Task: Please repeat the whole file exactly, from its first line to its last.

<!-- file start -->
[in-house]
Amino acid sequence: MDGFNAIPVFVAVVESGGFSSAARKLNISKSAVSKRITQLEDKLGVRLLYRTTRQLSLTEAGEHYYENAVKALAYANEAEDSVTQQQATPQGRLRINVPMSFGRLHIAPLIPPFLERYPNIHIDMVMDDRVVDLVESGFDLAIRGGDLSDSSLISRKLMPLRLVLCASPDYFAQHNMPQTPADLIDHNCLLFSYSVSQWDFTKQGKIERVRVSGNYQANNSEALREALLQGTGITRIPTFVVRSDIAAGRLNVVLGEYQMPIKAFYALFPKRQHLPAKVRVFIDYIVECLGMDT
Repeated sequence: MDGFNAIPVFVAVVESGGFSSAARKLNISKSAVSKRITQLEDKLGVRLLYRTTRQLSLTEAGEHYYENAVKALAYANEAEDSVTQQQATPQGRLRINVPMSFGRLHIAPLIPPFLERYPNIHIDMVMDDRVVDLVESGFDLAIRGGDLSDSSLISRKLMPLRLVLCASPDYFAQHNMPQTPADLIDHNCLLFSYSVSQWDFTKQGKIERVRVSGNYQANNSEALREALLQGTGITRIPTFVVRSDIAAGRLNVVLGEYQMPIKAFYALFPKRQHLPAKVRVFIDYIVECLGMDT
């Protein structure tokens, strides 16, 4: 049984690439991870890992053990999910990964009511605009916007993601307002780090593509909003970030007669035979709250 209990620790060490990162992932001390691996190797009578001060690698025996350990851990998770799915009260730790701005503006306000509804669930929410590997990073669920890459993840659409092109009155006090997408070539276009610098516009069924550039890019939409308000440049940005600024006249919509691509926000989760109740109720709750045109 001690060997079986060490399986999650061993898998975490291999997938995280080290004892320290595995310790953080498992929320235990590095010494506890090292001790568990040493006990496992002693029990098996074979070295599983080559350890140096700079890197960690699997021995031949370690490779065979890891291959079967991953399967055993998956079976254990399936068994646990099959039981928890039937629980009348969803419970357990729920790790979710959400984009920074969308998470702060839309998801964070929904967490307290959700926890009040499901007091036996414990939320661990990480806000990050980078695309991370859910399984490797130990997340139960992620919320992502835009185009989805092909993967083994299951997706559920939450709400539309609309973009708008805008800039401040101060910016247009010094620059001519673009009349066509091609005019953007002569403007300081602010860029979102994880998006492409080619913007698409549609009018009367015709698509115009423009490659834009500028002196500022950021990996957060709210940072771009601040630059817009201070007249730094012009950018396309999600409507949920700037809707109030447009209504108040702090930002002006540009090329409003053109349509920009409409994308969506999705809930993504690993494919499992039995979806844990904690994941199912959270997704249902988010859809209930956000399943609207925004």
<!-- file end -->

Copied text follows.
[in-house]
Amino acid sequence: MDGFNAIPVFVAVVESGGFSSAARKLNISKSAVSKRITQLEDKLGVRLLYRTTRQLSLTEAGEHYYENAVKALAYANEAEDSVTQQQATPQGRLRINVPMSFGRLHIAPLIPPFLERYPNIHIDMVMDDRVVDLVESGFDLAIRGGDLSDSSLISRKLMPLRLVLCASPDYFAQHNMPQTPADLIDHNCLLFSYSVSQWDFTKQGKIERVRVSGNYQANNSEALREALLQGTGITRIPTFVVRSDIAAGRLNVVLGEYQMPIKAFYALFPKRQHLPAKVRVFIDYIVECLGMDT
Repeated sequence: MDGFNAIPVFVAVVESGGFSSAARKLNISKSAVSKRITQLEDKLGVRLLYRTTRQLSLTEAGEHYYENAVKALAYANEAEDSVTQQQATPQGRLRINVPMSFGRLHIAPLIPPFLERYPNIHIDMVMDDRVVDLVESGFDLAIRGGDLSDSSLISRKLMPLRLVLCASPDYFAQHNMPQTPADLIDHNCLLFSYSVSQWDFTKQGKIERVRVSGNYQANNSEALREALLQGTGITRIPTFVVRSDIAAGRLNVVLGEYQMPIKAFYALFPKRQHLPAKVRVFIDYIVECLGMDT
């Protein structure tokens, strides 16, 4: 049984690439991870890992053990999910990964009511605009916007993601307002780090593509909003970030007669035979709250 209990620790060490990162992932001390691996190797009578001060690698025996350990851990998770799915009260730790701005503006306000509804669930929410590997990073669920890459993840659409092109009155006090997408070539276009610098516009069924550039890019939409308000440049940005600024006249919509691509926000989760109740109720709750045109 001690060997079986060490399986999650061993898998975490291999997938995280080290004892320290595995310790953080498992929320235990590095010494506890090292001790568990040493006990496992002693029990098996074979070295599983080559350890140096700079890197960690699997021995031949370690490779065979890891291959079967991953399967055993998956079976254990399936068994646990099959039981928890039937629980009348969803419970357990729920790790979710959400984009920074969308998470702060839309998801964070929904967490307290959700926890009040499901007091036996414990939320661990990480806000990050980078695309991370859910399984490797130990997340139960992620919320992502835009185009989805092909993967083994299951997706559920939450709400539309609309973009708008805008800039401040101060910016247009010094620059001519673009009349066509091609005019953007002569403007300081602010860029979102994880998006492409080619913007698409549609009018009367015709698509115009423009490659834009500028002196500022950021990996957060709210940072771009601040630059817009201070007249730094012009950018396309999600409507949920700037809707109030447009209504108040702090930002002006540009090329409003053109349509920009409409994308969506999705809930993504690993494919499992039995979806844990904690994941199912959270997704249902988010859809209930956000399943609207925004």